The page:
Community members express concerns about COVID-19 and wearing masks at Trenton Board of Education meeting

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Three community members spoke during the public comment portion of the Trenton R-9 Board of Education meeting the evening of Tuesday, August 11th. They each have either children or grandchildren who will attend school in the district this year. Many of the concerns involved wearing masks.

Susan Cooksey said her grandson was born premature and sometimes has trouble breathing at night. She worries his mask and other students’ masks will be dirty, students will constantly touch and adjust their masks, and student’s immune systems will suffer.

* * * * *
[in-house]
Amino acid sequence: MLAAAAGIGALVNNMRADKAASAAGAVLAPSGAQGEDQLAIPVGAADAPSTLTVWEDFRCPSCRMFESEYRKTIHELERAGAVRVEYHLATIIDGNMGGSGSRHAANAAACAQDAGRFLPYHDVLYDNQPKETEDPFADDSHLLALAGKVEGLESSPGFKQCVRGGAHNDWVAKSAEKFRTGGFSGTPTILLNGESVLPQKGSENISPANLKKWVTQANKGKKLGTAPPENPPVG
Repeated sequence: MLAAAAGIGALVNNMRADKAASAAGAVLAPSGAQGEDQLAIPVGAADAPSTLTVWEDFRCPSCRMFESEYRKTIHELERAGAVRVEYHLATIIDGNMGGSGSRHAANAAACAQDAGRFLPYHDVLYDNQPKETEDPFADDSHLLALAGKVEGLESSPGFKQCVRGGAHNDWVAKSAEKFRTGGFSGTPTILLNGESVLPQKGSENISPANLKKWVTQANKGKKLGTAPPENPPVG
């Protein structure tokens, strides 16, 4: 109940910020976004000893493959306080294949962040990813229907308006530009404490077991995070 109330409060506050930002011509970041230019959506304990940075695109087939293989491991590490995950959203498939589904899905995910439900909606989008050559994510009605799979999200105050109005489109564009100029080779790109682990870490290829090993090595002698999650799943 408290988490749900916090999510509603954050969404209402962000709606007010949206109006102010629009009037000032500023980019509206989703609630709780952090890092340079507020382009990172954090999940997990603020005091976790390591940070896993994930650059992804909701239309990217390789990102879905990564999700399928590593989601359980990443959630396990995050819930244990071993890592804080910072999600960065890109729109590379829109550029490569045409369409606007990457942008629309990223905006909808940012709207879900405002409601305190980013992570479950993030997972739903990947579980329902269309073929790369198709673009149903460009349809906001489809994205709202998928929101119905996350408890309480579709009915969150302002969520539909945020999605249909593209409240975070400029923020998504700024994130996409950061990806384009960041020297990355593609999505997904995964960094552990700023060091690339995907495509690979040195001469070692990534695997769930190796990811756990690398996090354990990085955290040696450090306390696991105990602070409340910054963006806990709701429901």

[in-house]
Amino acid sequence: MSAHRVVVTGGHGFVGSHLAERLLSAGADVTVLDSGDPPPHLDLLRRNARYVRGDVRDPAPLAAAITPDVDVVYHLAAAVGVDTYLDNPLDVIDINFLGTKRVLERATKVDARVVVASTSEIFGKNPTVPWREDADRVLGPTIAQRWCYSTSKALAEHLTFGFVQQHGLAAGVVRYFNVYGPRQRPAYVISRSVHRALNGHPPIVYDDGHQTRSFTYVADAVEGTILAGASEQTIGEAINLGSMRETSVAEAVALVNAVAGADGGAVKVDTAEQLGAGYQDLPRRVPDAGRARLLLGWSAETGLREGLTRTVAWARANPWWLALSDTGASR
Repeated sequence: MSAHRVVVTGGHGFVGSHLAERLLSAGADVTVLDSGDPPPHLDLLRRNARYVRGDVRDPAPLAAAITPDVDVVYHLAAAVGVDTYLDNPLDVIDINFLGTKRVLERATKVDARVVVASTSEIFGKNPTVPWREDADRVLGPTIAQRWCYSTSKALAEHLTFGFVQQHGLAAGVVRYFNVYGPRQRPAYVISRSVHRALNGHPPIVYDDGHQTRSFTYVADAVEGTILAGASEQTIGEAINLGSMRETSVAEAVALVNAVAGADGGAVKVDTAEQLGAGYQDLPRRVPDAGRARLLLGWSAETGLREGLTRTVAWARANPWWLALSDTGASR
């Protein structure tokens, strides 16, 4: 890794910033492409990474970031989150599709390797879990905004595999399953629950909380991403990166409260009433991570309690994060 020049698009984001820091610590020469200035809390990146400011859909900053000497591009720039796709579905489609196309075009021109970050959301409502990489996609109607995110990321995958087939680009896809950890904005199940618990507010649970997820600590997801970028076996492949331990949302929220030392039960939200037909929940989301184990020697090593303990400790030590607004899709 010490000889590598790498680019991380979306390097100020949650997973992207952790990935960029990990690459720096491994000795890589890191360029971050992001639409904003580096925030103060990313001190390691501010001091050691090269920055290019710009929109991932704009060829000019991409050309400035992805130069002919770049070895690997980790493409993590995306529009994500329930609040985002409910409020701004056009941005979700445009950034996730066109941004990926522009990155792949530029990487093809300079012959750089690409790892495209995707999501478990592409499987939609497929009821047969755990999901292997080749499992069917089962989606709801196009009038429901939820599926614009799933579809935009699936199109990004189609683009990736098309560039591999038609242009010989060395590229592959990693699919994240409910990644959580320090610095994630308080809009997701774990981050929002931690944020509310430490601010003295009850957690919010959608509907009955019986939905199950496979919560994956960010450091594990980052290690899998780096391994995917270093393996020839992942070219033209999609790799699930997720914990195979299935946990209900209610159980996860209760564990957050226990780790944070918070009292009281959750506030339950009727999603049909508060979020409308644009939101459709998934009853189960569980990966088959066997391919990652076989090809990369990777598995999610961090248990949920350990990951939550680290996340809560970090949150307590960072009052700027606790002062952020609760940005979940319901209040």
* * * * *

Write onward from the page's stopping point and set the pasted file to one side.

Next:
Cooksey thinks it is amazing Grundy County has less than 30 cases of COVID-19, wonders what else children have to sacrifice, and believes there could be a compromise.

She said she has a daughter who is a nurse, and that daughter has advised her to not wear a mask.

Lisa McCullough spoke and acknowledged that the school year has not been easy to plan. She knows the district is trying to do what is best, and it will not be able to please everyone. She thanked the district for offering a virtual option as well as in-person learning.

McCullough said she and other Trenton R-9 parents wanted what other districts were implementing with no masks unless social distancing is not an option and cleaning is done before and after students are in rooms. She named several school districts in counties with more COVID-19 cases than Grundy County following guidelines where masks were not required.